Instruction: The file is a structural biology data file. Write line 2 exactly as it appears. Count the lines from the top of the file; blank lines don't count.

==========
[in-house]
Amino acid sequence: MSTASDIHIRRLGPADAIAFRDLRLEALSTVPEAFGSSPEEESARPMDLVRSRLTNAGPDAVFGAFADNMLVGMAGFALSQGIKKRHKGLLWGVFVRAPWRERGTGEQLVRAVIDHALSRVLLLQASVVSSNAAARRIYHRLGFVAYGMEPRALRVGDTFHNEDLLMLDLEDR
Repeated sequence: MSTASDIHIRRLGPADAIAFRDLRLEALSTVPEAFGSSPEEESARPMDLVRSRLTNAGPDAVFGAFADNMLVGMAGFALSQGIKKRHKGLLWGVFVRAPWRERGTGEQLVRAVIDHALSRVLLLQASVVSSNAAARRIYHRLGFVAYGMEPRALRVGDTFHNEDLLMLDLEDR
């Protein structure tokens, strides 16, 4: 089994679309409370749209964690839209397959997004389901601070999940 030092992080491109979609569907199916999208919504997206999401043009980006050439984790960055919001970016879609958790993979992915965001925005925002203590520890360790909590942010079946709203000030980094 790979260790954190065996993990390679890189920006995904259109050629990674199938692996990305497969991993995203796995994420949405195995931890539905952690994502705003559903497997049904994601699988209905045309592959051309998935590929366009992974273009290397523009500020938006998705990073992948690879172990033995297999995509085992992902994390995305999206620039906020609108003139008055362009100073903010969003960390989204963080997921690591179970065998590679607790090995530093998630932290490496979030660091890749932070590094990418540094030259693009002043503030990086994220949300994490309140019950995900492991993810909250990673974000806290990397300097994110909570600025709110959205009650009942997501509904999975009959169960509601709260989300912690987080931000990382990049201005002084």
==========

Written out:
Amino acid sequence: MSTASDIHIRRLGPADAIAFRDLRLEALSTVPEAFGSSPEEESARPMDLVRSRLTNAGPDAVFGAFADNMLVGMAGFALSQGIKKRHKGLLWGVFVRAPWRERGTGEQLVRAVIDHALSRVLLLQASVVSSNAAARRIYHRLGFVAYGMEPRALRVGDTFHNEDLLMLDLEDR